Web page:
Clinton Rakes It In!

Last week the New York Times ran a front-page story entitled, Hillary Clinton Taps Speechmaking Gold Mine. The article suggested that it's ethically questionable at best for former politicians to receive exorbitant fees for speaking engagements.

I take issue with this.

It is ethically permissible for former politicians to be paid for speaking engagements, because clients hire these speakers voluntarily. The talks give a unique look into the political process and provide an up-close-and-personal moment for the audience. No one is being exploited. Adding pro bono speeches to the schedule, as Hillary Rodham Clinton is doing, makes the practice all the more commendable.

Ethical problems arise, however, when elected officials leave office and become lobbyists. Using political relationships to benefit special interest groups is an abuse of power and this, not paid speechmaking, is a legitimate basis for outrage.

The last track on Van Halen's 1988 album OU812 is called A Apolitical Blues [sic]. It's neither the best nor worst song on the record, and it's not even original; Lowell George wrote it and recorded it with Little Feat in 1972. But in thinking about the Times article, I was reminded of the tune, so I'm prompted to say something I've never expressed in this blog before and rarely in other places, either.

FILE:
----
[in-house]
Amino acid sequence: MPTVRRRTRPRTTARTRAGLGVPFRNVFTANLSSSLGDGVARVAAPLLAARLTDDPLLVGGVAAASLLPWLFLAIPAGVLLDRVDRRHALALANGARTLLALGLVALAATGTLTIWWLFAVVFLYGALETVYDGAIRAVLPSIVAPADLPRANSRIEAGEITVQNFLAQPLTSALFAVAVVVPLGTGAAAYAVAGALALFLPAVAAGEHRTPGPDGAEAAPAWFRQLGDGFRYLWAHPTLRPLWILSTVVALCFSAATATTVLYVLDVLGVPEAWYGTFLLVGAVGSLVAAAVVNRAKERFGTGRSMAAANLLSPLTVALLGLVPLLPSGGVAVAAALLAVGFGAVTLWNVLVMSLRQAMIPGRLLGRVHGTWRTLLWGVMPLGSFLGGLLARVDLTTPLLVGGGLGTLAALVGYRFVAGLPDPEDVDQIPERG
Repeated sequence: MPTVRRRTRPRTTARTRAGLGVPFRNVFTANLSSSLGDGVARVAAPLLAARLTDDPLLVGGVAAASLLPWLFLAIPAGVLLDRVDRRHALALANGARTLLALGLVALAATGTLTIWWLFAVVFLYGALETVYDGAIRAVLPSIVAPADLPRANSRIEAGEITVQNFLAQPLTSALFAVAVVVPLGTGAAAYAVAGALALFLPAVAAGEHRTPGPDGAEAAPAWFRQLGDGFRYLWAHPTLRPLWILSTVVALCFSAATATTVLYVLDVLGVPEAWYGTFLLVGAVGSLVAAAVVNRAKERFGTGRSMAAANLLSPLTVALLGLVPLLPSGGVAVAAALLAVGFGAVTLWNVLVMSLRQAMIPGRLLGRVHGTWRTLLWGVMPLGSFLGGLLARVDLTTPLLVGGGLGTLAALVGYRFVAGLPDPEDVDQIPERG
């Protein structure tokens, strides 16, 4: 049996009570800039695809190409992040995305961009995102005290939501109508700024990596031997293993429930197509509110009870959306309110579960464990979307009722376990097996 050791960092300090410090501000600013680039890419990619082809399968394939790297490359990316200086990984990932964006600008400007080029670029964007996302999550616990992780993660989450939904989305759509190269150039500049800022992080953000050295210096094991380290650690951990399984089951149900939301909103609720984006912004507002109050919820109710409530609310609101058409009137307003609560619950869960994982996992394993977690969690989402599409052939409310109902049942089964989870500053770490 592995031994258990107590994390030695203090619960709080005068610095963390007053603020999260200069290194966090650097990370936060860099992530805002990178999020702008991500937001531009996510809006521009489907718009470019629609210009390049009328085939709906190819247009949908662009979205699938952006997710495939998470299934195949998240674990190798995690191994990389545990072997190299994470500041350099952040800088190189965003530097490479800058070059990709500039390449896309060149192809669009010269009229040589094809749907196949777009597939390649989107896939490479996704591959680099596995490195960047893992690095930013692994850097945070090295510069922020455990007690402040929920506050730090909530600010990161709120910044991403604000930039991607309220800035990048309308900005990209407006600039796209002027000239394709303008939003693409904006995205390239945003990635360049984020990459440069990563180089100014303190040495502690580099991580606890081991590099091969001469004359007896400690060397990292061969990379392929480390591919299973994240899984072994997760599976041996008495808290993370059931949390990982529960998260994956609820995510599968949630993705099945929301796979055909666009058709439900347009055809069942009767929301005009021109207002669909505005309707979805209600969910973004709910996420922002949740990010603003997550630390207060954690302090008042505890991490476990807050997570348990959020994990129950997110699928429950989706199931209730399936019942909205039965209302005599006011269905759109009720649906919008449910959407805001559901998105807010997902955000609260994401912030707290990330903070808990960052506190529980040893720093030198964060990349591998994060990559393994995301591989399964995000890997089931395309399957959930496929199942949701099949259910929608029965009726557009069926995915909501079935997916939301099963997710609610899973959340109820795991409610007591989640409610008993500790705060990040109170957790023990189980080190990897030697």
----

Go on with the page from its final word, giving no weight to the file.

My work as The Ethics Guy -- author, speaker, ethics analyst on news programs -- is not based on a particular political ideology. Ethical analysis, when done properly, is independent of politics. The principles of ethical intelligence--Do No Harm, Make Things Better, Respect Others, Be Fair, and Care--should not be seen as exclusive to a particular party, or for that matter, to a specific culture or religious tradition. This means that if it's right for former U.S. Secretary of State Clinton to be paid six or seven figures to give a keynote address, it's appropriate as well for former Arkansas Governor Mike Huckabee (who is also mentioned in the Times piece).

Of course, sometimes people twist ethical principles to support their own ideology or prejudices, but that's not the fault of the principles themselves. Republican, Democrat, or Independent, one should be able to make a case for or against the rightfulness of a practice, such as paid speechmaking, and that argument should withstand scrutiny across party lines.

Full disclosure: Although I'm not a former politician, I am represented by the speakers bureaus that also represent the speakers mentioned in the Times article. But this fact has no bearing on the soundness (or lack thereof) of my argument. It does, however, explain why I'm passionate about this issue!

Thank you for reading my blog. I hope all is going well for you.